I have had one deflect off of it (a great fear of mine at first) and hit me. Compare that to the 30 or so times I have been hit in tournament ball (a third of them on bad hops or bad conditions) over the same ten years, and the screen seems to have proved its worth as a safety device.

I'm OK with or without a screen (mandatory in my opinion when a low sun is in the pitcher's eyes), but that is conditional upon the parameters you describe as just "playing the game the way it was meant to be played" which is without the recent hot bat/ball combo and a return to balanced softball with defense, base running, and strategy as important as offense.
Dec. 17, 2009
Norq44
57 posts
Omar, let me clarify something. I don't have any fears about the screen or the PPR rule. As I said, I have been pitching for 38 years. I have not been hit very often. (except in the glove). Truth be known, I get a rush out of the prospect of having a batter try me up the middle. All I am saying here is that I refuse to play with screens and PPR rules. Here in Florida we have the Florida Half Century, we play the game the way it was meant to be played. No PPR, no screen, unlimited home runs, unlimited runs per inning. Softball the way it was meant to be played.
This will be my last post again for a while so I will give you my opinion on bats and balls.
I went from being an occasional home run hitter with wood bats (1968), to a prolific home run hitter with the first magnesium/aluminum alloy bats, then things cooled a bit and I was again, an occasional home run hitter. ( had to do with getting older etc. I suppose). Then I picked up the Miken Ultra. Oh my God! These bats have ruined this game. You see guys hitting home runs now that never did as younger men. I could go on and on here, but we have all seen enough of this retoric. I am all for taking this game back to the time where you hit the hard because you worked at it. Get rid of the majic bats, or dummy down the balls, or do nothing. Just don't change the game.
Dec. 17, 2009
Dirty
Men's 50
1375 posts
Norq's post almost brought a tear to my eye. He is soooo correct on this one. :)
Dec. 17, 2009
Player25
Men's 55
51 posts
Amen. Norq44 gets what many players have been stating. Lets go back to playing softball and take the bat/ball combo a few notches.
Dec. 17, 2009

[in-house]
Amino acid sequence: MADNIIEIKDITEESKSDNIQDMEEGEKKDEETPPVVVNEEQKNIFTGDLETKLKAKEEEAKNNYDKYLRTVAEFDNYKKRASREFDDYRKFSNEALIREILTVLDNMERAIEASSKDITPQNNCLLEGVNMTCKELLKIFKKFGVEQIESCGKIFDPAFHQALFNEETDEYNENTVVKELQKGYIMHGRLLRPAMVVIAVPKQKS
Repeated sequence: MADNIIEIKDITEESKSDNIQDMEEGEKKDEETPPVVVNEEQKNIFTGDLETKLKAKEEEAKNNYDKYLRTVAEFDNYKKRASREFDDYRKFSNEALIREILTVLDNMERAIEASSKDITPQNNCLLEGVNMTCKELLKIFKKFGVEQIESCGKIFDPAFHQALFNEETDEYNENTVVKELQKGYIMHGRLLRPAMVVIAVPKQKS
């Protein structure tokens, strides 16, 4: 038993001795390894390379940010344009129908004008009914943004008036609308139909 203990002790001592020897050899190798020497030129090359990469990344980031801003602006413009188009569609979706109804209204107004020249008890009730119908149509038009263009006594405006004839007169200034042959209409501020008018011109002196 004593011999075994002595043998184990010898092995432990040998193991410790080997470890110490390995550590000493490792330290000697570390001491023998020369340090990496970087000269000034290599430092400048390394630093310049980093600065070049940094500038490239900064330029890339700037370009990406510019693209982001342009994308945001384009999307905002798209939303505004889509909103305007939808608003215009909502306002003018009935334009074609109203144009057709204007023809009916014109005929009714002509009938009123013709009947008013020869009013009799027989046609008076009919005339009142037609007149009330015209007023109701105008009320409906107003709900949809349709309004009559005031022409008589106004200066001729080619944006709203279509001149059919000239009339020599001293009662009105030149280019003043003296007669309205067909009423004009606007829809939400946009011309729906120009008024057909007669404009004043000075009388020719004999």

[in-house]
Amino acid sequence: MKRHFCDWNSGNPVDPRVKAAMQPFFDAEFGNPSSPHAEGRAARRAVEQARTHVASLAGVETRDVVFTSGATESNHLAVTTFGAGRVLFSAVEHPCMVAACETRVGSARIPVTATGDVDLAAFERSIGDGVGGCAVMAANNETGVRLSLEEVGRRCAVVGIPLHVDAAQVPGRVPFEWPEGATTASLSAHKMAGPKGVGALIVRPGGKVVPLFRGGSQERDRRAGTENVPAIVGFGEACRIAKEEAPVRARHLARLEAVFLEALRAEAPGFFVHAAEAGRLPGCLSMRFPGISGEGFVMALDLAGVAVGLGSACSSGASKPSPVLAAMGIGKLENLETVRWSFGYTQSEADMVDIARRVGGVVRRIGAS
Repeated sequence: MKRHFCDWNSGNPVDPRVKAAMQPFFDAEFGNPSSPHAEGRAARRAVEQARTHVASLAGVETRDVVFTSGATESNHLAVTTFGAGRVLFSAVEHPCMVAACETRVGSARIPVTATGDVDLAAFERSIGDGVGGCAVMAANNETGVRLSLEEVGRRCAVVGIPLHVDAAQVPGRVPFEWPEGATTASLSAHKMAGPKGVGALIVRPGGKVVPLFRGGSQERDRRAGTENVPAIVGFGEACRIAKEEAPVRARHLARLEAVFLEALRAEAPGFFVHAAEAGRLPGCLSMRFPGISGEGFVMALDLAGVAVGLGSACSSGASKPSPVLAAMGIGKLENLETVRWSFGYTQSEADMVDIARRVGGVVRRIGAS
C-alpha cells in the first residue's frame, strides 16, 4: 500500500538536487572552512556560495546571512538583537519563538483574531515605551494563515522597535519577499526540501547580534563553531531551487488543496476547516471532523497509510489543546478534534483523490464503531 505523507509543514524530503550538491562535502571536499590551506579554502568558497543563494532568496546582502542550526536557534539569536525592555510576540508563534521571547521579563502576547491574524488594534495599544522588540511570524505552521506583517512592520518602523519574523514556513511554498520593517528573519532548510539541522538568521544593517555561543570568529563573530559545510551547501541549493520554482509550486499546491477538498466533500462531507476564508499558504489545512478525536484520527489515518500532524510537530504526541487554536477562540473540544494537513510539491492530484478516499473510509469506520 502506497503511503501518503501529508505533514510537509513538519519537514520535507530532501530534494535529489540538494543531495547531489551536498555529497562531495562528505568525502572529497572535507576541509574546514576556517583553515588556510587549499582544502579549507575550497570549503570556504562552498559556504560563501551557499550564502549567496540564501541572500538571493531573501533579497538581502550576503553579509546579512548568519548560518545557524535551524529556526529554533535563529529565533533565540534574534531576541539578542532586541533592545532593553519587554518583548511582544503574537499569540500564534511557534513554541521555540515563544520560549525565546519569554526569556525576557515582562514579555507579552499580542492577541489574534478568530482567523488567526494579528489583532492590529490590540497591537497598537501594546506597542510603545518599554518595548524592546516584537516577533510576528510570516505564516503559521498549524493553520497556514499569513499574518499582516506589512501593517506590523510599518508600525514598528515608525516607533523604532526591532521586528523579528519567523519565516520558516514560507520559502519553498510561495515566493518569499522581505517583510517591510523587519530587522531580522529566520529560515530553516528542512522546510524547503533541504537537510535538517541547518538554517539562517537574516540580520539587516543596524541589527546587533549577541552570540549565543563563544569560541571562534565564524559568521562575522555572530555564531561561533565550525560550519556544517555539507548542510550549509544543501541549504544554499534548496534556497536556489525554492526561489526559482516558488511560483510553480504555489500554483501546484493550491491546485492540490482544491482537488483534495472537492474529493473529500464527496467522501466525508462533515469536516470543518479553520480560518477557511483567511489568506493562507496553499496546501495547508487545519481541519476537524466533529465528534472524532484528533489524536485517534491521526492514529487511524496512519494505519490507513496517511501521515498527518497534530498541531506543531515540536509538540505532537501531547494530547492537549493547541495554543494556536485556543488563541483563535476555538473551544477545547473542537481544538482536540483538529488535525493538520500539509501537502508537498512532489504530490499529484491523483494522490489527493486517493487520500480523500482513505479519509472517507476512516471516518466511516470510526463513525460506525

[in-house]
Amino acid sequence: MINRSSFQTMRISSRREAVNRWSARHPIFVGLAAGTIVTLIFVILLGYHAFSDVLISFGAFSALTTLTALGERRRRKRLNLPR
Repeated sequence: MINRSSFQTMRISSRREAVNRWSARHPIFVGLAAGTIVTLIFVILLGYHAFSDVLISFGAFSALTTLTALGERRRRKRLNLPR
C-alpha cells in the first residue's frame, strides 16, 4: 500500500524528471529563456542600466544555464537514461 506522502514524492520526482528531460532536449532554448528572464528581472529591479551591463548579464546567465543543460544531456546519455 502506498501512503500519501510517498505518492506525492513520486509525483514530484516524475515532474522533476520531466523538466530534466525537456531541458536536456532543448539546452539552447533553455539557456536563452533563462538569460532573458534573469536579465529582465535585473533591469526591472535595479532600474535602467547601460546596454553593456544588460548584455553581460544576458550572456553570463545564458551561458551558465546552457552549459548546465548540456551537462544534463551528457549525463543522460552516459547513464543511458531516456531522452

barrym
157 posts
You might as well play racketball then.
Dec. 17, 2009
mad dog
Men's 60
3930 posts
5,4,3,2,1 here comes the whine,we seniors need to hit a lively bat/ball combo.
Dec. 18, 2009
Player25
Men's 55
51 posts
I have played racketball. It is a great game. Good for conditioning and eye/hand coordination. The difference is when getting hit by a racketball, while hurting like H--- and leaving a nice donut bruise, it does not break bones, lead to sever trauma, or potentially death. I am guessing someone, somewhere has died by being hit by a racketball but would also guess not as many as with a softball. Have also heard of racketball players having an eye put out.(did not wear goggles) IMO the risk factor for racketball is near zero. The risk factor in softball with todays equipment is much greater.
Dec. 18, 2009
mad dog
Men's 60
3930 posts
player25 yep,ya got that right on all accounts.i used play all the time,its the player drilling you from behind that used to get me,arrrrggghh.
Sign-in to reply or add to a discussion or post your own message and start a new discussion. If you don't have a message board account, please register for a free nickname. It will only take a moment.
Senior Softball-USA
Phone: (916) 326-5303
Fax: (916) 326-5304
2701 K Street, Suite 101A
Sacramento, CA 95816
Send us e-mail
Senior Softball-USA is dedicated to informing and uniting the Senior Softball Players of America and the World. Senior Softball-USA sanctions tournaments and championships, registers players, writes the rulebook, publishes Senior Softball-USA News, hosts International Softball Tours and promotes Senior Softball throughout the world. More than 1.5 million men and women over 40 play Senior Softball in the United States today. »SSUSA History  »Privacy policy

Follow us on Facebook

Partners